Another Monster-Sized Bankruptcy

GENERIC Conseco bankruptcy economy stock CBS/AP

Insurance and finance company Conseco Inc., facing $6.5 billion in debt and a federal investigation of its accounting practices, filed for Chapter 11 protection in the third-largest bankruptcy in U.S. history.

Terms were negotiated before Tuesday night's filing in U.S. Bankruptcy Court in Chicago, said Conseco spokesman Mark Lubbers. Conseco, the nation's seventh-largest insurance provider, was seeking a judge's approval of an agreement with several of the company's stakeholders.

Banks and bondholders who took part in the talks reached terms with Conseco, but holders of preferred securities did not, Lubbers said. Talks will continue with those investors, Lubbers said.

Although the filing was not surprising given Conseco's recent woes, it marked a dramatic downfall for a company whose stock was once a Wall Street darling.

From 1988 to 1998, the company's stock averaged a total return of 47 percent per year and Conseco shares traded as high as $58. Today, the stock trades at less than a nickel per share.

Under the most commonly used measure to rank bankruptcies, Conseco's ranks third in the United States based on the $52.3 billion in assets the company and its subsidiaries reported as of Sept. 30.

WorldCom's total assets at its July filing were $104 billion, followed by Enron's $64 billion.

Before Conseco's filing, the third-largest bankruptcy was the 1987 filing by Texaco, which had nearly $36 billion in assets at the time. Adjusted for inflation, that amount would be more than $56 billion today, according to the research Web site BankruptcyData.com.

Conseco maintains the use of assets to measure bankruptcies is inappropriate in its case because its insurance operations are not included in the bankruptcy filing. Also, Conseco says its debt entering bankruptcy is much smaller than several other companies' debts at the time they filed.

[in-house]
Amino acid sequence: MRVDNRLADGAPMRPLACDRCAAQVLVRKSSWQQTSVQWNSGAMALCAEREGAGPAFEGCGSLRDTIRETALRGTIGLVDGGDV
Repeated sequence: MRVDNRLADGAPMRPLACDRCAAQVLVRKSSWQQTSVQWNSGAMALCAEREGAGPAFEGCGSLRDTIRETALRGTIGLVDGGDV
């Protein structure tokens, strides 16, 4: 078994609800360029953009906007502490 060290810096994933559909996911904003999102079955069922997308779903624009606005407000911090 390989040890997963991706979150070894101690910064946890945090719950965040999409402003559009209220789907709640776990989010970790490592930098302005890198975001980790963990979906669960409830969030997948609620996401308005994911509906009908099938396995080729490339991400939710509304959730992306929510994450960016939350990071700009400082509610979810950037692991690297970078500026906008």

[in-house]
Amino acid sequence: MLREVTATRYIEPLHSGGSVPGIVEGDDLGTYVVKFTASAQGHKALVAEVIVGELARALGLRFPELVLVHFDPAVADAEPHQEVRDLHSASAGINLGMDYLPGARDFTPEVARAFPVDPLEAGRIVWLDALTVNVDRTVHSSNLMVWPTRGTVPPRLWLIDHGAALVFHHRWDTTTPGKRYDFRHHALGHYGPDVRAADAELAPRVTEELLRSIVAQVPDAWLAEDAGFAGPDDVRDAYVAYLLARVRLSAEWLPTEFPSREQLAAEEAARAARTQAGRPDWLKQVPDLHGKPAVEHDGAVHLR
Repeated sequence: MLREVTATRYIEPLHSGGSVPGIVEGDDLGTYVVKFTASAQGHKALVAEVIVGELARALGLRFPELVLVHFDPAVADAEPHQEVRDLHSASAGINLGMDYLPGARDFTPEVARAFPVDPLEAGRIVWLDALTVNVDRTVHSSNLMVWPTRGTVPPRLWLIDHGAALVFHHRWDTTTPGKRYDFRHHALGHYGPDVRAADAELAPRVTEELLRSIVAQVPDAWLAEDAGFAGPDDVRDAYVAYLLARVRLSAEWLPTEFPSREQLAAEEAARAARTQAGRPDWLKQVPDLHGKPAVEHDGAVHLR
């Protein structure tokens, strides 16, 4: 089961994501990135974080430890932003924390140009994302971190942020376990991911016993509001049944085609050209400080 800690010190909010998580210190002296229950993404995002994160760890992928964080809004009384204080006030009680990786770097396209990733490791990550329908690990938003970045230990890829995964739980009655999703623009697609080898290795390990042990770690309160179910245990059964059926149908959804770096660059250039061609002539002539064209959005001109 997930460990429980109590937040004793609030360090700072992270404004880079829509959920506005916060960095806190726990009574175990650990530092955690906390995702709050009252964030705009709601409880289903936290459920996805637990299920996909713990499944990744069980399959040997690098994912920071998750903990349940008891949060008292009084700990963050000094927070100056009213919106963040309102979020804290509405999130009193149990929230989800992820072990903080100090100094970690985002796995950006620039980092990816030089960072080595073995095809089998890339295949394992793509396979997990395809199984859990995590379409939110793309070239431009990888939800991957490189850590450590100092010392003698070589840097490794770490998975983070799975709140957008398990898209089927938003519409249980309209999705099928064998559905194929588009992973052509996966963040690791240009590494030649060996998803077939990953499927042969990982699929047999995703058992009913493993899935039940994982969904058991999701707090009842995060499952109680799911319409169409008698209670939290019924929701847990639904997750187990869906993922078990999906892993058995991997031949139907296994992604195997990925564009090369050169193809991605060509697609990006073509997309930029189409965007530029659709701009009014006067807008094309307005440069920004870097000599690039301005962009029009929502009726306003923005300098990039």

The filing follows a years-long tailspin after the conglomerate's aggressive acquisition strategy in the 1990s backfired.

Company founder Stephen Hilbert was ousted in April 2000 after piling up $8.2 billion in debt. Federal regulators are investigating the company's accounting around the time of Hilbert's resignation and his replacement by Gary Wendt.

The decline in Conseco's financial condition accelerated in recent months, leading to Wendt's Oct. 3 resignation. He had received a $45 million signing bonus when he was hired.

Wendt, who remained board chairman, said as recently as May 1 that Conseco's short-term debt problems were behind it, and that he was confident about next year's prospects. Those statements and other reassurances from Conseco executives led to the filing of a string of recent shareholder lawsuits.

Conseco has also suffered a series of downgrades by Wall Street credit rating agencies. Those downgrades, combined with bankruptcy fears, have hurt the ability of Conseco's insurance and finance subsidiaries to keep existing customers and attract new ones.

Company officials have said Conseco's insurance subsidiaries have remained fundamentally sound despite the parent company's debt problems. However, the finance division, Conseco Finance, is insolvent after failing to make a $4.7 million payment due Dec. 4.

The filing covers Conseco Inc., the parent company, as well as St. Paul, Minn.-based Conseco Finance Corp. and its consumer finance subsidiaries. Conseco's insurance operations are not included in the filing, Lubbers said.

Conseco is based in the Indianapolis suburb of Carmel.


By Mark Jewell
  • Lloyd Vries

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